High Rents Trap Bangladesh’s Garment Workers in a Cycle of Debt
9 months ago
Strikes, Rents, and Wages
During the last two weeks of 2016, as consumers in the United States and Europe were donning their new holiday outfits, the garment workers who made those clothes in the manufacturing hub of Ashulia in Bangladesh were being arrested by police, and factory owners sacked workers by the thousands.
The heavy-handed actions were a response to workers’ protests against high rents and low wages. Garments workers said they could not pay rent and purchase daily necessities like food, basic clothing, and medicine on the paltry minimum wage of $68 a month. In response, the Government of Bangladesh’s Minister of Commerce Tofael Ahmed announced that the government would ensure that rents in the Ashulia area would not increase for three years.
Unfortunately, new data from Microfinance Opportunities’ Garment Worker Diaries shows that current rent levels are driving garment workers to accumulate debt in order to provide basic necessities for themselves and their families. Consequently, the government’s promise to hold rents steady is unlikely to provide workers with financial relief.
Debt for the Renters
We are currently conducting weekly interviews with 181 female garment workers who live in manufacturing hubs throughout Bangladesh, including 16 who live in Ashulia. Two-thirds of the sample are responsible for paying their household’s rent. Women who do and do not pay rent share many similarities. The majority of the women are married, and they have comparable education levels and positions in their factories, although those who pay rent are slightly older. The women that are married live with their husbands and children in one room with no bathroom or formal cooking area; those that are not share similar spaces with other family members or other garment workers.
The economic behavior of these two groups is as different as their demographic characteristics are the same. The data make clear that rent is a huge burden for the two-thirds of women who pay it, demanding 40 percent of the value of a monthly paycheck on average. These women purchase goods on store credit more than twice as often as the women who do not pay rent, borrowing goods each month with a value equivalent to almost 20 percent of an average paycheck. The goods they purchase are not luxuries – they borrow basics like food, soap, and medicine for themselves and their families.
Women who pay rent use more cash loans too – they receive cash loans once every two months on average compared to once every four months for those who do not pay rent. Women who pay rent borrow loans that are almost three times the size of the ones that other garment workers borrow. At $37, these loans are roughly equivalent to our garment workers’ monthly rent.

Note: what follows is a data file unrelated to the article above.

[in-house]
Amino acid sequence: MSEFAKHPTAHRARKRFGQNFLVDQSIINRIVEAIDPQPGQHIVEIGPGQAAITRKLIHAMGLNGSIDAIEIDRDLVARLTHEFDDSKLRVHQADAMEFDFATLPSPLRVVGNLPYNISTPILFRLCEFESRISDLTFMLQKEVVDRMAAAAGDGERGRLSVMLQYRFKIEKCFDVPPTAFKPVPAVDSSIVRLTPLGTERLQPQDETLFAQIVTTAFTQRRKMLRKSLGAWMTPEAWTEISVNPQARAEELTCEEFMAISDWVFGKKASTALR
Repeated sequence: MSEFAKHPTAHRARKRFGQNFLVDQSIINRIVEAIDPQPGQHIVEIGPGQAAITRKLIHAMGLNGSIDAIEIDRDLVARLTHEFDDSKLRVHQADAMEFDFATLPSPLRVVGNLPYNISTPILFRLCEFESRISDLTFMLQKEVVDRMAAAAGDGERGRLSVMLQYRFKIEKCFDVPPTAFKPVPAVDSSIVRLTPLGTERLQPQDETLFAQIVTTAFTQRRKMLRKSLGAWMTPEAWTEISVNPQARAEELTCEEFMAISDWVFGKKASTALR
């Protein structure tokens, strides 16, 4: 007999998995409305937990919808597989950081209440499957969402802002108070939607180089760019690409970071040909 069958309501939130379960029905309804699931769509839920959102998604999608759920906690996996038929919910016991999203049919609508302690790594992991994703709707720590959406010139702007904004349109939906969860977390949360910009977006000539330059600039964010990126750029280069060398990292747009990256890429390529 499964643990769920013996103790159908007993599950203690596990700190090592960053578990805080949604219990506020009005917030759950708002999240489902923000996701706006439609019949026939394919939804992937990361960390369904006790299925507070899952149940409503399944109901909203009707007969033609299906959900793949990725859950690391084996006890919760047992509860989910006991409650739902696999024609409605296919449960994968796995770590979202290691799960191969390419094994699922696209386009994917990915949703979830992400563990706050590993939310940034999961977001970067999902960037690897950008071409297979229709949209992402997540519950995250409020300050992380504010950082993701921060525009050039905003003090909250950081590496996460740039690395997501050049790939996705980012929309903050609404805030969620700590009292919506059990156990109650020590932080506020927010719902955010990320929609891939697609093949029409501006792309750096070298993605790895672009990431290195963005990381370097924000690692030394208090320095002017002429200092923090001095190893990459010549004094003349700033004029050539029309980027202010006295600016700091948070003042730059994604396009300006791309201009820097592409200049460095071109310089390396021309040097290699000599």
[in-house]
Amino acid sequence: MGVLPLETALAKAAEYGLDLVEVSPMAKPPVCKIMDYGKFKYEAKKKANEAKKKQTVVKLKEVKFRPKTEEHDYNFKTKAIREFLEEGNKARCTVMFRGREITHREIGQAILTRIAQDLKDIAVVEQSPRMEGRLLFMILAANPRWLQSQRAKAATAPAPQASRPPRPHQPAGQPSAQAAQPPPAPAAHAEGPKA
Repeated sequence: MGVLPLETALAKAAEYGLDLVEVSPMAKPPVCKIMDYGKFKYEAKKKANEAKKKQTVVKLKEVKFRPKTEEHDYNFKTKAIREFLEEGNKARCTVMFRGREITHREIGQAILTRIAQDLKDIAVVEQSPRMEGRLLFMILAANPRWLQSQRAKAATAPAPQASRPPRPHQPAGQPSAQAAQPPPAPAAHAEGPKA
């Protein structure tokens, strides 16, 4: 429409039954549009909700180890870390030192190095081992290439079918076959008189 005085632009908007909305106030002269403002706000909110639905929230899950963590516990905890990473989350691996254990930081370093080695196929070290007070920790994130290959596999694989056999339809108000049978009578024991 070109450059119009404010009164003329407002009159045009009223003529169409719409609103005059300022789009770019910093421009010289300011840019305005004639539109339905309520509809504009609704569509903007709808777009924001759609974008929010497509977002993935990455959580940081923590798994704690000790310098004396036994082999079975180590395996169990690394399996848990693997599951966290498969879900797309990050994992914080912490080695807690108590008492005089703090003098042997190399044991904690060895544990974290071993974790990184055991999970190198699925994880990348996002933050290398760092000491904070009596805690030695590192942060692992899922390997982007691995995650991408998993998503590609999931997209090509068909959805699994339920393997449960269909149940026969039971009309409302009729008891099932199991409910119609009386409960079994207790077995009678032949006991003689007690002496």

Debt, In Cycles
Women do not acquire this debt haphazardly or in response to unusual events – their behavior is cyclical. In the weeks between monthly paychecks, women borrow goods from store vendors and take cash loans, using the cash to purchase basic goods they cannot get on credit and to pay rent for the upcoming month.
Their paychecks make them flush with cash but only for a moment – in addition to rent, they have to repay their outstanding loans from the previous month. After paying their rent and these loans, they are short on cash, and the cycle of taking on and repaying debt begins again.
Holding Rents: Nothing More Than a Platitude
This cycle has the makings of a catastrophe. An unexpected event, like a medical emergency, could be devastating for women already living on the financial edge. Women who lose their factory jobs may be unable to repay their debts, forcing them to borrow from riskier sources, and pushing them deeper into a debt trap.
From this perspective, the Government of Bangladesh’s promise to hold rents steady is nothing more than a platitude, a promise that while garment workers’ rent-induced stress may not increase, it will not be relieved in the near future. Instead, the workers will continue to exist in a status quo defined by the pressure of borrowing to make ends’ meet and working 60 hour weeks to ensure debts can be paid.
by Eric Noggle
The Garment Worker Diaries is a yearlong research project that is collecting data on the lives of garment workers in Bangladesh, Cambodia, and India. Microfinance Opportunities is leading the project with support from C&A Foundation. Fashion Revolution will use the findings from this project to advocate for changes in consumer and corporate behavior and policy changes that improve the living and working conditions of garment workers everywhere.
Follow the yearlong study on social media #workerdiaries